Sunday, July 11, 2010

Firm builds habitat links for wildlife

Borneo Post
July 10, 2010

KOTA KINABALU: Wildlife footprints were recently spotted on soil covered culvert crossings that were built by an oil palm plantation at Kinabatangan, an ecologically sensitive area.Malbumi Group of Companies constructed nine concrete culvert crossings to connect drains and rivers within Lot 1 of the Kinabatangan Wildlife Sanctuary to enable wildlife to cross from one side of the sanctuary to another.

We felt sorry for disturbing their natural habitat when we proceeded with our plantations. Thus, to clear our conscience and to make it positive, we now hope to do our best in taking good care of them,” said Edward Ang, the managing director of Malbumi Group of Companies.

He said when Malbumi first started clearing land in 1995 he noticed that there were wildlife like orang-utans, proboscis monkeys and Borneo pygmy elephants on its land.

According to him, the company has helped in freeing a herd of 15 to 20 elephants trapped in a pool.

“With supervision from the wildlife authority, we managed to free the elephants using heavy machinery like bulldozers and excavators,” he said.

“Malaysia has been a major palm oil producer over the years and this is because we are situated in an environment that permits us to do so. We must continuously do our best to protect the environment so that we can continue to produce the best palm oil efficiently,” Ang said.

Malbumi has been studying the WWF-Malaysia “Kinabatangan–Corridor of Life” project to learn how to best manage wildlife found within and close to its estates.

The estates that cover about 5,200 hectares (13,000 acres) is situated near Sukau and Sungai Tenegang which are adjacent to Lot 1 of the wildlife sanctuary, and is also close to Lokan that lies next to the Segaliud Lokan forest reserve.

Ang said the palm oil industry has reaped good harvest in recent years, and that it would be good if the planters along the Kinabatangan River to donate a small portion of their revenue to help the Sabah Wildlife Department and NGOs like WWF-Malaysia to sustain the viability of wildlife populations in the country.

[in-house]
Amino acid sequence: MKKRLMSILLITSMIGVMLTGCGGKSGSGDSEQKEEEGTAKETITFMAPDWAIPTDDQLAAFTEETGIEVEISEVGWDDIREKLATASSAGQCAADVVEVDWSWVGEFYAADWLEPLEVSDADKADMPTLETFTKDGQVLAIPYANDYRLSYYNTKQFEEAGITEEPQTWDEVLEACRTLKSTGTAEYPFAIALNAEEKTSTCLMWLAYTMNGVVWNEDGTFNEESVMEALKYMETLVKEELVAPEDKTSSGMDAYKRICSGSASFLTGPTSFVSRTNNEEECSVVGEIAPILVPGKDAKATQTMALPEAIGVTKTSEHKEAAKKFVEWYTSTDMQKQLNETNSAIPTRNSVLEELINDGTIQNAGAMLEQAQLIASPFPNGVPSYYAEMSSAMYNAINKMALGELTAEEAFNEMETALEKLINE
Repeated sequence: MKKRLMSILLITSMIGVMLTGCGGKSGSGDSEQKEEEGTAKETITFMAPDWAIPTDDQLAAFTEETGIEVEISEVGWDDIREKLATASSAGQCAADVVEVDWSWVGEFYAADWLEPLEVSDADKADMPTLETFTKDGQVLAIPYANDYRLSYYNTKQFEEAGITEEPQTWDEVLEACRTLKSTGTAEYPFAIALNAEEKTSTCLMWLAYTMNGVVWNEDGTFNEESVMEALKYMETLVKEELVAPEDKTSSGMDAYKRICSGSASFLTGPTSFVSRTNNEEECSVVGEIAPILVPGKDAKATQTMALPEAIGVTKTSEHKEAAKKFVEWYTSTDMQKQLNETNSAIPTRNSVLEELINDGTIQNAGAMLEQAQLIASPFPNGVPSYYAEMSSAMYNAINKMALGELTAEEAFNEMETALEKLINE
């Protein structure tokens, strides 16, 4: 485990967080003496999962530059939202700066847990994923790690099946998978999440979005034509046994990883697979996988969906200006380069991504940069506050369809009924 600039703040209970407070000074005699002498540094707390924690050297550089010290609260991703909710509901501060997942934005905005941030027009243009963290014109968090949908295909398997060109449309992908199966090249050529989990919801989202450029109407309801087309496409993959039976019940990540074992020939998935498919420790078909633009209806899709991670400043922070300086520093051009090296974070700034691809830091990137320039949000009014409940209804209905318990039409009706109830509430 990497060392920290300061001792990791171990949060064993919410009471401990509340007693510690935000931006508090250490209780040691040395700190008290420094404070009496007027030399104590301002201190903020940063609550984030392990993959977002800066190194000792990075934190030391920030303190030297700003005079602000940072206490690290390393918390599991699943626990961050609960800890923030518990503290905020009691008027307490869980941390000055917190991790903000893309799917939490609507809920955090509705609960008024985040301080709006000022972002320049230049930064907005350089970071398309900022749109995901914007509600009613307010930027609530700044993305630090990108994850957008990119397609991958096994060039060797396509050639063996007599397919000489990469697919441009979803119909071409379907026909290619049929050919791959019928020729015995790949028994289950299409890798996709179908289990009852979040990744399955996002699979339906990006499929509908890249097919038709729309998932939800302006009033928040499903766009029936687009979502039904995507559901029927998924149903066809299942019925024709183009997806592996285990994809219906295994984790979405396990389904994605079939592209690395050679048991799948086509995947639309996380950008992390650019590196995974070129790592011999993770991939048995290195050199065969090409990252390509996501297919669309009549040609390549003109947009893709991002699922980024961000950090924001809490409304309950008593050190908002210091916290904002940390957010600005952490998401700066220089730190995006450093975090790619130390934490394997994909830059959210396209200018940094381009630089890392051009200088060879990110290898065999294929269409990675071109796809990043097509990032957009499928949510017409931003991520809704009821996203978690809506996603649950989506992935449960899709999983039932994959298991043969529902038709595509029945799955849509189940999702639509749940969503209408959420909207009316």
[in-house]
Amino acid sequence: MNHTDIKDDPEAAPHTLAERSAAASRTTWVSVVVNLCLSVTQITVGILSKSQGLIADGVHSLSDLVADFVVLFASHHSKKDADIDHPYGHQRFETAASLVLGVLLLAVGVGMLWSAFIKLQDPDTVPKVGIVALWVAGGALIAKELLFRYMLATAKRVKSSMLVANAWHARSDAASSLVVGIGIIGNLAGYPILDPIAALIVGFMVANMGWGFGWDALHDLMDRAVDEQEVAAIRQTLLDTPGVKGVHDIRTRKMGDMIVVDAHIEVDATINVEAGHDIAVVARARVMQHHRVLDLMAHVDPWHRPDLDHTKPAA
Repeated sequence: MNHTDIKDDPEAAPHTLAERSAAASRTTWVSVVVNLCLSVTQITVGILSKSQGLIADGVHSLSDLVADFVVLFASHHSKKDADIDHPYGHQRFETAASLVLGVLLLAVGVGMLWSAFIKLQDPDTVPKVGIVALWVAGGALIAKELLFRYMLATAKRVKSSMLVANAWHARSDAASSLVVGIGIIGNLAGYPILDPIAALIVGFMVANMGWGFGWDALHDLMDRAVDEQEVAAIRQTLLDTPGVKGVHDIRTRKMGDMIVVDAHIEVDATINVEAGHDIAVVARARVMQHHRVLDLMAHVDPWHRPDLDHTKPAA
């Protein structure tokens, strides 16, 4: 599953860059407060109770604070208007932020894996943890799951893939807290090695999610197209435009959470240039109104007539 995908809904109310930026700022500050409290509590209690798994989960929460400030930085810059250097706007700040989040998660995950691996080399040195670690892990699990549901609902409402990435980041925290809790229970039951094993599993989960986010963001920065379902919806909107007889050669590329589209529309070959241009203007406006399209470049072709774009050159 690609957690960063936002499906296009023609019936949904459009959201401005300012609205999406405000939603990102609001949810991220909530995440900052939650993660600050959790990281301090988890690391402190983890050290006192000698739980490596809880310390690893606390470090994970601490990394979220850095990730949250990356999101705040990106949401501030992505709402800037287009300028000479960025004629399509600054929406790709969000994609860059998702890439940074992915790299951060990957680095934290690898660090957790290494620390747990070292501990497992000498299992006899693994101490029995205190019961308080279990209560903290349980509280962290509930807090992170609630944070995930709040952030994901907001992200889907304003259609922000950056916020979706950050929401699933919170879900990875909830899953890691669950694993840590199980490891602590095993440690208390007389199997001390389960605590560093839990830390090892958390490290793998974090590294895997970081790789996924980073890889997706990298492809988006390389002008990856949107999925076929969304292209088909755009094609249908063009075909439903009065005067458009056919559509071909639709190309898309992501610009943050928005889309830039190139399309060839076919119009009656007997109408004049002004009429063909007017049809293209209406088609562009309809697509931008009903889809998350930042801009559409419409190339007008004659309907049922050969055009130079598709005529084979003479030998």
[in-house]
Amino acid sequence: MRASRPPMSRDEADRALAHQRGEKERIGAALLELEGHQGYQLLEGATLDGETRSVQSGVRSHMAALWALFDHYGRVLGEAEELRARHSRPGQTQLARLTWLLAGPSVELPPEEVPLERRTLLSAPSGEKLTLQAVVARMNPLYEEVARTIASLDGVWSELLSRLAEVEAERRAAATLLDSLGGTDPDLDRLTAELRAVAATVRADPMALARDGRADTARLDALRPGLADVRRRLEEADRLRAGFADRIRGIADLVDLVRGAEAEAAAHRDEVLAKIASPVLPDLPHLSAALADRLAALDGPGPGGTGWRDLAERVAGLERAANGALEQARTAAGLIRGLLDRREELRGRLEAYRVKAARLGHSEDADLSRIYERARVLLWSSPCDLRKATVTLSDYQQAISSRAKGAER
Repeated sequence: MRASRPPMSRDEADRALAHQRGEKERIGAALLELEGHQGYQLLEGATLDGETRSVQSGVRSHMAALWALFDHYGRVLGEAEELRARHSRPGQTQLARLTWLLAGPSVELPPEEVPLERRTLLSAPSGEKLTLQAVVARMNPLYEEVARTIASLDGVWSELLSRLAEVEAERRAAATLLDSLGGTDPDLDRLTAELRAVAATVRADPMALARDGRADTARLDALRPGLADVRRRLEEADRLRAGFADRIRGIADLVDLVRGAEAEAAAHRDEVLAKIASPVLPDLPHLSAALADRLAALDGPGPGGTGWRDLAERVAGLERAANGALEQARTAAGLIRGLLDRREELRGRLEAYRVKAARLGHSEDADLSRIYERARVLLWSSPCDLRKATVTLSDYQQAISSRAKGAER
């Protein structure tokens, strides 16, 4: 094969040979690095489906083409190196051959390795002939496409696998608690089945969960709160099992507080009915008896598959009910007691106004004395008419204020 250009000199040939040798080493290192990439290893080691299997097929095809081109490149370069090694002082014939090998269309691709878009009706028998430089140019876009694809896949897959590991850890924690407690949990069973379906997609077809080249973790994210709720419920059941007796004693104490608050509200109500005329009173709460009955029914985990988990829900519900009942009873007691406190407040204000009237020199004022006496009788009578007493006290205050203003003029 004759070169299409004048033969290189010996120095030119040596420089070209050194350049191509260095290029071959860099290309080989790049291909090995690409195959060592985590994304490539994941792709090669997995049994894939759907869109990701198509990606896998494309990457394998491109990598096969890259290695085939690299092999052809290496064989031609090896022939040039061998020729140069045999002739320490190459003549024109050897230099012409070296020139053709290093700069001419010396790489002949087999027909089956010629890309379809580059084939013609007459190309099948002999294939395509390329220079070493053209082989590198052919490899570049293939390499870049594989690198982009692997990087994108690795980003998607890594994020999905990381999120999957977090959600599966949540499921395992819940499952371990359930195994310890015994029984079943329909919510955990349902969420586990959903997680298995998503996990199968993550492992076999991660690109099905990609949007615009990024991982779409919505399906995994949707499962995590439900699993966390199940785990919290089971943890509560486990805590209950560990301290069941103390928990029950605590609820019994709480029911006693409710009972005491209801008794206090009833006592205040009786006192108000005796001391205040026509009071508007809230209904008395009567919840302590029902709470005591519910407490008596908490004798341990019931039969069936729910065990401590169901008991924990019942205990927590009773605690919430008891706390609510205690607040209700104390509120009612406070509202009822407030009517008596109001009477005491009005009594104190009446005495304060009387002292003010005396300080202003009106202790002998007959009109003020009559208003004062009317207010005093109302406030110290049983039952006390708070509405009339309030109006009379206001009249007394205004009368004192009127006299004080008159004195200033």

“Malbumi is also considering becoming a member of the Roundtable on Sustainable Palm Oil (RSPO) once it ventures into palm oil mills with its partners,” said Ang.

A workshop on RSPO organised recently in Sandakan by WWF-Malaysia and the Malaysian Palm Oil Association (MPOA) was informative.

Ang said that the workshop gave him and his team better insight on how to best set higher standards in tackling environmental issues and ways to improve protection of wildlife.

When asked what advice he had for other palm oil companies in Kinabatangan, he said, “Only humans have the power and ability to ensure the future of wildlife, so we need to start making that difference.”

Malbumi is also supporting a reforestation programme adjacent to its plantation, and has to date supplied and planted 2,000 native forest tree seedlings at the riparian areas. The company has spent RM200,000 on its wildlife conservation programme, including funds used to purchase machinery and materials to help the Sabah Wildlife Department and non-governmental organisations create a more sustainable environment for the wildlife located in these areas.

Ang concluded by saying, “In today’s business world, it’s important to take care of the environment. Businesses and the environment are very similar to the story of the goose laying the golden egg. The “goose” is the environment, and if it is not cared for, we will one day lose our businesses, or “golden eggs”.

1 comment:

Anonymous said...

Very interesting....I've read about this "Corridor of Life" and I think this a good example by Malbumi company giving something back to the the earth. Kudos to them